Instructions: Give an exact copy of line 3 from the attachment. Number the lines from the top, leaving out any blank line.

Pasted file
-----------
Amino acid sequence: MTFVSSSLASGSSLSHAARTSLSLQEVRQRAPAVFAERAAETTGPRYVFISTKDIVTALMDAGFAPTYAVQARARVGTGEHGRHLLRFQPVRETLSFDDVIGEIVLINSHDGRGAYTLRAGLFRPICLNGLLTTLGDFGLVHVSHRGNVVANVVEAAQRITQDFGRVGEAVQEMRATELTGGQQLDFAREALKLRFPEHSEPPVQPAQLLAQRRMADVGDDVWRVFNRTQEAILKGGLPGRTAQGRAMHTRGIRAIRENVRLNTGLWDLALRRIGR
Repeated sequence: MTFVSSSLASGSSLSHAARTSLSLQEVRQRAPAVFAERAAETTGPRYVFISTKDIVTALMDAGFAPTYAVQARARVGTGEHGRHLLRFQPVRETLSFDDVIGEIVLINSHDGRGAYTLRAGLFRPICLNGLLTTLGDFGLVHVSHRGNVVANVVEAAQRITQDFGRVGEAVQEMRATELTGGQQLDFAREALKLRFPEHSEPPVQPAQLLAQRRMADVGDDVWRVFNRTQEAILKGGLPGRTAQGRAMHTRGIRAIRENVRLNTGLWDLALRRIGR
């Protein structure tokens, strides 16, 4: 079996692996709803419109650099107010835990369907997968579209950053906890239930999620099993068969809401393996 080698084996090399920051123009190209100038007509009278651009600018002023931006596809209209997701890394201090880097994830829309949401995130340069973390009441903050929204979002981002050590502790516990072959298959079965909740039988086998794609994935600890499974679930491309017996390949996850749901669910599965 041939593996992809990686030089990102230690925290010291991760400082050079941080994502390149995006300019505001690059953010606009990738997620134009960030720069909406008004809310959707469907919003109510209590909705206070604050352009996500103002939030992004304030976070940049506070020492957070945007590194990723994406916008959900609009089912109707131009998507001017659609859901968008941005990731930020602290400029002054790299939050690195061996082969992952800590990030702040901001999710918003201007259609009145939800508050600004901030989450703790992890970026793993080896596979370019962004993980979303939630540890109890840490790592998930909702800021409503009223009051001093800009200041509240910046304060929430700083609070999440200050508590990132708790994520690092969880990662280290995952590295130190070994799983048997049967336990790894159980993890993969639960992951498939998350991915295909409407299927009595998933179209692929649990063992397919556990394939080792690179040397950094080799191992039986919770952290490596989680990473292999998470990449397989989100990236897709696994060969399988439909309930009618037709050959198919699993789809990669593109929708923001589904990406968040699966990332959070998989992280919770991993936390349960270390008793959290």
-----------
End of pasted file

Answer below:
């Protein structure tokens, strides 16, 4: 079996692996709803419109650099107010835990369907997968579209950053906890239930999620099993068969809401393996 080698084996090399920051123009190209100038007509009278651009600018002023931006596809209209997701890394201090880097994830829309949401995130340069973390009441903050929204979002981002050590502790516990072959298959079965909740039988086998794609994935600890499974679930491309017996390949996850749901669910599965 041939593996992809990686030089990102230690925290010291991760400082050079941080994502390149995006300019505001690059953010606009990738997620134009960030720069909406008004809310959707469907919003109510209590909705206070604050352009996500103002939030992004304030976070940049506070020492957070945007590194990723994406916008959900609009089912109707131009998507001017659609859901968008941005990731930020602290400029002054790299939050690195061996082969992952800590990030702040901001999710918003201007259609009145939800508050600004901030989450703790992890970026793993080896596979370019962004993980979303939630540890109890840490790592998930909702800021409503009223009051001093800009200041509240910046304060929430700083609070999440200050508590990132708790994520690092969880990662280290995952590295130190070994799983048997049967336990790894159980993890993969639960992951498939998350991915295909409407299927009595998933179209692929649990063992397919556990394939080792690179040397950094080799191992039986919770952290490596989680990473292999998470990449397989989100990236897709696994060969399988439909309930009618037709050959198919699993789809990669593109929708923001589904990406968040699966990332959070998989992280919770991993936390349960270390008793959290």